The bankers persuade themselves that while things might be fairly bad at the moment (of course, not as bad as reality, but still, pretty bad), if things get better in the near future, then the problem evaporates and the bank is ok.
In our example, the bankers might persuade themselves that the houses are now worth $226,000 each, which if all foreclosed and sold would use up $24 billion of the $25 billion buffer (so, happily, the bank isn’t bankrupt, just in difficult times). But if everyone just holds on and waits a few years, the houses will go back up to, say, $270,000, and so everything will eventually be alright (even if the home owner has still taken a bit of a dive).
And here’s the crucial psychological trick – the banker might be right. Who knows what the future will bring? Maybe things will get better, and all the worry was for nothing. So the banker engages in some fudging around home sales, throws in a dash of good old optimism, and presto, no crisis.
And you know what? This strategy has been a pretty good strategy in the past. Things have gotten better more often than not, and banks and home owners avoided a whole lot of trouble by skipping over temporary bank insolvency until times were better again.
But sometimes things don’t get better. Or more exactly, they don’t get better soon enough.
So what happens then? What happens when things don’t get better, and banks are stuck in a situation where they really are insolvent, but they are fudging the books and engaging in optimistic self-deception to avoid facing this reality? You get a “Zombie” bank. A bank that is actually dead, but still walking around acting as if it is alive.
And worst of all, we all know what Zombies do. They eat the living.
So Zombie banks try to solve their problems by draining money from the parts of society that are doing well – other successful businesses, home owners with good mortgages, and so on. They do this by charging more than they should for loans using unfairly high interest rates.
Now in a normal free market with lots of competing banks, this strategy wouldn’t work, because the banks who are free of bad mortgages would charge businesses and people a fair interest rate, and because this rate would be lower than the Zombie bank rate (because the Zombies need to charge higher rates to make up for their bad past loans), no one would go to a Zombie bank for a high interest rate loan.
So the free market works – good banks make fair loans to healthy businesses and people, bad banks fail to get new business because their rates are too high, and eventually the bad banks go bust.
Except this isn’t what is happening today.
In today’s world, almost every bank is full of bad mortgages. So every bank is now a Zombie bank – and there is nowhere else to go for a loan with a fair interest rate.
In other words, the successful businesses and people of today are paying extra above the fair rate they would otherwise pay in order to help the banks recover from their bad loans of the past. It’s like a tax on successful businesses and people today to make up for the mistakes of bankers from yesterday.
Now even this lousy approach has sometimes worked in the past. When it works, you get slower growth, because the successful businesses and people are paying more than they should for loans (so the businesses have less money to employ staff, the people have less money to buy goods and services), but so long as the total Zombie bank “tax” is less than the pace of new growth, things work out eventually.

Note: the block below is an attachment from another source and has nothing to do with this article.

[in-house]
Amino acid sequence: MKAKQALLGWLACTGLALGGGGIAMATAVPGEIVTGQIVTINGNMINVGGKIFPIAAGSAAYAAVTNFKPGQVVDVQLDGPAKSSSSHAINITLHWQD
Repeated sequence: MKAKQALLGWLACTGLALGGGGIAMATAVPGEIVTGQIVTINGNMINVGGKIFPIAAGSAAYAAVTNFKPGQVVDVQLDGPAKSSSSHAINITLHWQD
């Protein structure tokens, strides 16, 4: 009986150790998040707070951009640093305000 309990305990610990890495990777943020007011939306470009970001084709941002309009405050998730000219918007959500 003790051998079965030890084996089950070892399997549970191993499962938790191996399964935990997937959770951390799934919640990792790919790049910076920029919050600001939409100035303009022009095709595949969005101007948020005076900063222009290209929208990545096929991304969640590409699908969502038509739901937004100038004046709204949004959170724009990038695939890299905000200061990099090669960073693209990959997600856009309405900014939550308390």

But what happens when grow is poor? When businesses can barely employ the staff they have even at a fair interest rate?
Well, that is where we are now. A society full of Zombie banks charging too much for loans to make up for past mistakes just at a time where society is barely keeping its head above water as it is.
Now this story simplifies many complicated dimensions of the banking and mortgage market, such as how housing prices drop with increased supply (selling a million houses at once would force the prices down even more, because there wouldn’t be enough buyers) and how banks avoid foreclosure by dropping monthly repayments to levels that will never pay off the mortgage, but which are enough for the bank to pretend it doesn’t need to foreclose. There are hundreds of other factors, such as how some banks sold the mortgages to other banks or government, how government keeps interest rates low to avoid even more foreclosures, and so on.
But none of these factors change the fundamental problem – the banks are broke due to bad loans, and they’re hiding it in the hope that things will get better.
And here’s the dilemma that may cost us our comfortable life as we know it – we can’t get out of this trap. We either face the fact that our whole banking system is bankrupt with all the chaos that this would entail, or we stumble on with the undead ruling the finances of our society, trying to regain life by sucking it out of the living, but in the end only destroying the living without regaining new life.
And all for three bad decisions: first, too many bad loans to start with, then second, dodgy home sales to hide true losses, and finally, believing the world will get better soon when it won’t.
Sometimes optimism is the worst approach to life.